Rob and I set up our rifles on the firing point. Unpacking my mat and laying out my 7mm Remington Magnum rifle took about a minute. Rob took rather longer to set up what can best be described as field artillery. It’s a .284” Winchester (the ‘in’ cartridge with the F classeratti) custom built by Mik at Dolphin Guns with every gadget and gizmo going including a micro-adjustable tripod (why have two legs when you can have three?). Given the temperature, Rob made a mental note to ring Dolphin and enquire about the electrically heated trigger and cheek piece options.
As we hadn’t been able to zero, we agreed to operate as a team to get the first shot on paper. Rob dialed in the elevation on his scope required to shoot at 1,000 yards whilst I did some quick calculations to see what effect the headwind would have. More elevation was required. Rather a lot more. Further elevation was then needed to compensate for the low temperature. Rob and I looked at each other. Were 21 minutes extra really necessary? It sounded a lot. The calculations were re-done. 21 minutes extra elevation was what the maths said. 21 more minutes were dialed in.
Next for azimuth correction. The wind was 22mph gusting to 37. Gusting very erratically, and different at all distances out to the target. We quartered the range, estimated the average wind for each quarter, weighted the averages to account for the declining bullet speed with distance and then dialed in the resultant windage adjustment.
I settled down behind my scope (primarily to expose as little surface area to the wind as possible rather than just to look through it) and watched for the fall of the first shot.
Rob exhaled, rested, squeezed the trigger.
Almost two seconds later I saw a splinter of ice being chipped from the perma-frost below the target.
“Shot short, azimuth correct. Raise eight decimal four minutes”
“8.4 minutes more elevation ?” queried Rob, incredulously.
The adjustment made, Rob settled again and took his second shot.
“Shot scores 2 at three-o’clock. Elevation correct, adjustment for windage, Left, three decimal 7 minutes”
Adjustments were made. A third shot taken.
“V-bull. Right of centre. Elevation correct, adjustment for windage, zero decimal six minutes…”
For the next hour Rob continued to perforate the paper, almost always within the 5 ring and frequently in the V bull.
How did I do ? Well, I didn’t.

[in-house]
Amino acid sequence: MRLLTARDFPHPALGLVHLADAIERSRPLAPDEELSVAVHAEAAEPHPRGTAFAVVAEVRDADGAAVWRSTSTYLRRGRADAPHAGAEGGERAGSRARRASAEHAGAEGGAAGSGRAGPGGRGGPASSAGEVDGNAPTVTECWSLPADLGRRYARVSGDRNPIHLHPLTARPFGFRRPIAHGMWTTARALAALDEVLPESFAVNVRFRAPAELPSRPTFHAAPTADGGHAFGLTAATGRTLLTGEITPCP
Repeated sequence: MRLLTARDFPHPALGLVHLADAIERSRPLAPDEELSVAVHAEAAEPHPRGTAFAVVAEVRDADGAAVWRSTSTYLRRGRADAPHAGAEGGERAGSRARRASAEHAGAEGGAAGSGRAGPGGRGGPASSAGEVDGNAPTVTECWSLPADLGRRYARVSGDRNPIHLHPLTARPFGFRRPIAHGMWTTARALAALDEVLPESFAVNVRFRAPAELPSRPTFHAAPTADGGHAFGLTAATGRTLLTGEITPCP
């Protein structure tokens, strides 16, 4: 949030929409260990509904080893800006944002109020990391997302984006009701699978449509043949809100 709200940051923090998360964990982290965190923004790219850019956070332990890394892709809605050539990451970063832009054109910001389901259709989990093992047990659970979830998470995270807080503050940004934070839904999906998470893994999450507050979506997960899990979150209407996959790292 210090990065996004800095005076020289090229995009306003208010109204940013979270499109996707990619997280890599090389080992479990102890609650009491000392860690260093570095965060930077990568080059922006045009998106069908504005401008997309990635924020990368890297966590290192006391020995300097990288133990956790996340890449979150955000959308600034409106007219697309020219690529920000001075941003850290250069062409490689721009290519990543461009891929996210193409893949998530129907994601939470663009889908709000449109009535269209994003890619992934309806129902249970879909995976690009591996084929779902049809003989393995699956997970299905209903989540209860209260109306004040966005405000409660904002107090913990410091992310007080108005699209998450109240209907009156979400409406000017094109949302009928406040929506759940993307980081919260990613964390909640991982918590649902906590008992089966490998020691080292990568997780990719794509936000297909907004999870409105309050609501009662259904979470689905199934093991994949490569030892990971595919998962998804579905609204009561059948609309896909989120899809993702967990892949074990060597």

Though the 7mm Rem Mag is a pretty good ballistic match for the .284” Winchester I simply didn’t have enough adjustment available on the elevation turret of my scope to add the necessary correction for the headwind. Using holdover on the reticule would have been possible, but as that meant having the cross hairs centred on clear blue sky almost 38 feet above the backstop I declined to do so. Sometimes it pays to have the best equipment available and, good as my x4 Zeiss scope is, it wasn’t good enough for Friday’s task. I did, however, have a few shots with Rob’s rifle and scored 3 consecutive V bulls with my three shots. Not dead centre in the V bull I admit, but it was a bit windy…
Training Officer (still de-frosting)
Garland’s, February 11th
In keeping with the tradition of carrying on in the face of adversity, I put pen to paper to inform those who shall be of the same demeanour, the joys of cold weather shooting.
Sunday came as did 31 stout members of the club (some were thinner) to enjoy the venue of Garlands in the snow and wind and rain and sun and wind again. Snow and sleet attacked us through the day but everyone kept at it just to keep the barrels warm so that they could warm the fingers.
Several new chaps turned up to have a go at trying to hit paper, with surprising regularity and accuracy.
Interaction to solve problems resulted in a good days shooting, with a fair few laughs on the way through.
Vouchers for grub were, as always, well received and consumed.
Dates for your diary for Catton will be posted on the members page, please check it out as there is no Garland’s meet next month as it is now at Catton.
Here ‘s to the warmer weather and new ventures coming to fruition in the near future.